Publication Date



Pediatric Transplantation


BACKGROUND: Invasive fungal disease (IFD) is a major source of morbidity and mortality for hematopoietic cell transplant (HCT) recipients. Non-invasive biomarkers, such as the beta-D-glucan assay, may improve the diagnosis of IFD. The objective was to define the utility of surveillance testing using Fungitell® beta-D-glucan (BDG) assay in children receiving antifungal prophylaxis in the immediate post-HCT period.

METHODS: Weekly surveillance blood testing with the Fungitell® BDG assay was performed during the early post-HCT period in the context of a randomized trial of children, adolescents, and young adults undergoing allogeneic HCT allocated to triazole or caspofungin prophylaxis. Positivity was defined at the manufacturer cutoff of 80 pg/ml. IFD was adjudicated using blinded central reviewers. The sensitivity, specificity, positive predictive value (PPV), and negative predictive value (NPV) were calculated for the Fungitell® BDG assay for the outcome of proven or probable IFD.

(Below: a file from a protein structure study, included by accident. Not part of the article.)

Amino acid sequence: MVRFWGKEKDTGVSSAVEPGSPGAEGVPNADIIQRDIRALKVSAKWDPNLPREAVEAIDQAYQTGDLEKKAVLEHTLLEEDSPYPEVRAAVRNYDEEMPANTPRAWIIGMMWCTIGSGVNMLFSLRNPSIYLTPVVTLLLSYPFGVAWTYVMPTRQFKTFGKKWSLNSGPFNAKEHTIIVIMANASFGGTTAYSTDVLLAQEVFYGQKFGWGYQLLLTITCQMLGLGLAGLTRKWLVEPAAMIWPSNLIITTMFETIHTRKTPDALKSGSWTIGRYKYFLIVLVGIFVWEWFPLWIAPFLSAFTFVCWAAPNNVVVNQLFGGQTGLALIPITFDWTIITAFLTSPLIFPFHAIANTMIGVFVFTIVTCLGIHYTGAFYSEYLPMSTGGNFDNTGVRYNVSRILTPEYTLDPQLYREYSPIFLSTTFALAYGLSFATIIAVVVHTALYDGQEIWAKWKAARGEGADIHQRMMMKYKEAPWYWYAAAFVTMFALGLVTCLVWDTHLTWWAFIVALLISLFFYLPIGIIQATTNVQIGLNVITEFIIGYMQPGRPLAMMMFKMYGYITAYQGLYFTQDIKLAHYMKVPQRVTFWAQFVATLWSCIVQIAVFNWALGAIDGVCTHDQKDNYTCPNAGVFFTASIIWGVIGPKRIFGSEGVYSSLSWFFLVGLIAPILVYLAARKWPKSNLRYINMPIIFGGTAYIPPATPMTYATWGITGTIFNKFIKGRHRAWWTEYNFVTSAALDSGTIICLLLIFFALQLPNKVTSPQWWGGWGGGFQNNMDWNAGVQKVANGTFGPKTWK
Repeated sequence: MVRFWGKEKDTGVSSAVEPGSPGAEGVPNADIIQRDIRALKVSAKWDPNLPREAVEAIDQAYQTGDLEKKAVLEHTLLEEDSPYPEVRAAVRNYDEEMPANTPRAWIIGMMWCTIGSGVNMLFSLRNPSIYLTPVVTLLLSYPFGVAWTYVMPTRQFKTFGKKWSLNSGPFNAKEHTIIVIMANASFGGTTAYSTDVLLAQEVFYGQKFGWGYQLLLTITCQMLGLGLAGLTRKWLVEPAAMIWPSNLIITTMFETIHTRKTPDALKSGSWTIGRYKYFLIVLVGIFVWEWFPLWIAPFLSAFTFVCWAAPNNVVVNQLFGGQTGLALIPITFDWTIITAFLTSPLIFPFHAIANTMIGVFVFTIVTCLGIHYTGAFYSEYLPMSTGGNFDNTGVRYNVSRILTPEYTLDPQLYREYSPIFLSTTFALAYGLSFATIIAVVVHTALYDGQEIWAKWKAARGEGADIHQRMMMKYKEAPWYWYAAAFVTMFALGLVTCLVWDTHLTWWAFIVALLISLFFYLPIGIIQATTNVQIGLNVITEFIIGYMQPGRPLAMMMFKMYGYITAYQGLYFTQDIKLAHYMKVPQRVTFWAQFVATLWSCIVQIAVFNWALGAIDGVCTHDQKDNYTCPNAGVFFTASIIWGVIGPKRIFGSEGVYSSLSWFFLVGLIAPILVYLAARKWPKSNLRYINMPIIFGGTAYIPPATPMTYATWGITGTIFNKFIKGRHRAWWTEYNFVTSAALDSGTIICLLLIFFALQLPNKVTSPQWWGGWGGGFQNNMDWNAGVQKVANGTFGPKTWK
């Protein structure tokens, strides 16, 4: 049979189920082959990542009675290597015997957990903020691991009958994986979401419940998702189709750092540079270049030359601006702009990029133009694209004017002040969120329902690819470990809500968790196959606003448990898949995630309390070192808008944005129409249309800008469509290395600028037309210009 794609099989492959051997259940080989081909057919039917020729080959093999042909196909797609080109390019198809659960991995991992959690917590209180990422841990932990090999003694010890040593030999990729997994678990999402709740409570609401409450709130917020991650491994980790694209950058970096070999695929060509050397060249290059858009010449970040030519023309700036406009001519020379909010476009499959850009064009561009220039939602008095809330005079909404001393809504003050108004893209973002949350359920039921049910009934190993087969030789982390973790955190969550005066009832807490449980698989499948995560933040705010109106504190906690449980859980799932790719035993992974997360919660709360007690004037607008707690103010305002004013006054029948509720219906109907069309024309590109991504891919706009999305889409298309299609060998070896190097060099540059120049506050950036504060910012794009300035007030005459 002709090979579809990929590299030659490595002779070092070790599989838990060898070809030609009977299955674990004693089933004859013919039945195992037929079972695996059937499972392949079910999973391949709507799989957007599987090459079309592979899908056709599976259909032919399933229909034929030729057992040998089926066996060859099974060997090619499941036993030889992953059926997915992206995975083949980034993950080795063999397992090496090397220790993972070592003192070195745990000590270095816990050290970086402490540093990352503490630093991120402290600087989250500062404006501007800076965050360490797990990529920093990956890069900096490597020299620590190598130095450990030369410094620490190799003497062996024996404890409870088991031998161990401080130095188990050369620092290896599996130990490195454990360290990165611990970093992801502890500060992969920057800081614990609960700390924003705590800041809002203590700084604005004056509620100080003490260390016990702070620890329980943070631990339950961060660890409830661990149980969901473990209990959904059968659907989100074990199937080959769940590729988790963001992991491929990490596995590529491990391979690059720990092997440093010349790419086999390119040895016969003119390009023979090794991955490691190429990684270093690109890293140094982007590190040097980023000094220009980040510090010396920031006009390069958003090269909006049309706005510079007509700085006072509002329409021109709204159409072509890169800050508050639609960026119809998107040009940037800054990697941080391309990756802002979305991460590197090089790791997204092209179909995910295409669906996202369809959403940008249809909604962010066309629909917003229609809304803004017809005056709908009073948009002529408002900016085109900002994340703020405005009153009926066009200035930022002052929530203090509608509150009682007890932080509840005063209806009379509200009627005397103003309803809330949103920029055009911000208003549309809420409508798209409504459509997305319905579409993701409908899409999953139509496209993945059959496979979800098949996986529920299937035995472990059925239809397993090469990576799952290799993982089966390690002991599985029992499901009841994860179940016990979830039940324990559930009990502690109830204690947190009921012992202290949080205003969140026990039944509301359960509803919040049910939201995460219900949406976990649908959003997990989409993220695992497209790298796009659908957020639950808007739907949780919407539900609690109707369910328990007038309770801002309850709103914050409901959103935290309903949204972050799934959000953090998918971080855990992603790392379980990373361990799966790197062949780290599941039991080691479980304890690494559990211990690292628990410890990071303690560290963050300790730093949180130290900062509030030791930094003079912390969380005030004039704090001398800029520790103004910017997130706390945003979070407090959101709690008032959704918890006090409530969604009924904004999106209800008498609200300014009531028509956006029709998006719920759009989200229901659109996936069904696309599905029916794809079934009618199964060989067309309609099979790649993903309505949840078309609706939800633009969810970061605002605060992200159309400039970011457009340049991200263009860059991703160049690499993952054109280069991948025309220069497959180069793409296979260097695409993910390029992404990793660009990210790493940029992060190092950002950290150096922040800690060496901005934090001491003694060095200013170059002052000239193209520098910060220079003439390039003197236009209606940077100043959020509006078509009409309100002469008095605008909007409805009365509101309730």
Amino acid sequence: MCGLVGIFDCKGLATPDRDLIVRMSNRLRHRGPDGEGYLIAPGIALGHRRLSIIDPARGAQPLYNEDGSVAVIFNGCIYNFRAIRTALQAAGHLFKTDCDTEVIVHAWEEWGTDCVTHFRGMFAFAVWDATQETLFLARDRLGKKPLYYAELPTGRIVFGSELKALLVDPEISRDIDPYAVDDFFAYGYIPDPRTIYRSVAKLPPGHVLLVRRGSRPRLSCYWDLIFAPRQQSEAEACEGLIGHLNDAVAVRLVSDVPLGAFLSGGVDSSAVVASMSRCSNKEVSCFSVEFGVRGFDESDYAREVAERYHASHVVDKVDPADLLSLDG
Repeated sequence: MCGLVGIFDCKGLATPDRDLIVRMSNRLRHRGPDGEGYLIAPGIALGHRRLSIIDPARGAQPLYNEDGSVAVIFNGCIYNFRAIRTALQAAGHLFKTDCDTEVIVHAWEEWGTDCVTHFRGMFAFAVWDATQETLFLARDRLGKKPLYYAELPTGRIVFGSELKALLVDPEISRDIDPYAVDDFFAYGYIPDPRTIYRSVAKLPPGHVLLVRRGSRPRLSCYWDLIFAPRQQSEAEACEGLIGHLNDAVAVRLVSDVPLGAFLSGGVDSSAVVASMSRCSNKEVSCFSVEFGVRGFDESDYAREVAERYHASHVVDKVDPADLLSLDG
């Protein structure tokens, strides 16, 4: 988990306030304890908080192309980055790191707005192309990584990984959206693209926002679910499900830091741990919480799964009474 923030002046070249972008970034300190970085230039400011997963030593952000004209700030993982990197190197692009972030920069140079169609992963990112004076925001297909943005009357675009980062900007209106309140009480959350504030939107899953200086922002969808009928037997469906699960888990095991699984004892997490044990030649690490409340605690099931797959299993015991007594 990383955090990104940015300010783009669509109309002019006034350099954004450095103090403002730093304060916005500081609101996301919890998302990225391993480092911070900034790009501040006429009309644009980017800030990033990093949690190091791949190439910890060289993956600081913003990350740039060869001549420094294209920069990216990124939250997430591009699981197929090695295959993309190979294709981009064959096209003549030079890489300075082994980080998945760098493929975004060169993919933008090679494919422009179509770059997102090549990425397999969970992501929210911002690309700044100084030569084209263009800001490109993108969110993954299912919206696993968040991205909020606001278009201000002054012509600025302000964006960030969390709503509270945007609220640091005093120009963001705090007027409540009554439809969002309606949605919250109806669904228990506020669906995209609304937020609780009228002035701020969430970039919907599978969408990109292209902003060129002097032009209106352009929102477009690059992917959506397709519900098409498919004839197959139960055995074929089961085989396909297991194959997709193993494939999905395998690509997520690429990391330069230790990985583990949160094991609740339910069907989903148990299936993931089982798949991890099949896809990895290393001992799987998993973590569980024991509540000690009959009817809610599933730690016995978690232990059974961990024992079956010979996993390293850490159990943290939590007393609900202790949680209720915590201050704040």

RESULTS: A total of 51 patients (out of 290 patients in the parent trial) contributed blood specimens. In total, 278 specimens were evaluated. Specificity was 80.8% (95% confidence interval [CI]: 75.6%-85.3%), and NPV was over 99% (95% CI: 86.8%-99.9%). However, there were no true positive results, resulting in sensitivity of 0% (95% CI: 0.0%-84.2%) and PPV of 0% (95% CI: 0.0%-6.7%).

CONCLUSIONS: Fungitell® BDG screening is of limited utility in diagnosing IFD in the post-HCT period, mainly due to high false-positive rates. Fungitell® BDG surveillance testing should not be performed in children during the early post-HCT period while receiving antifungal prophylaxis as the pretest probability for IFD is low.


beta-D-glucan, hematopoietic cell transplantation, invasive fungal disease, sensitivity, specificity



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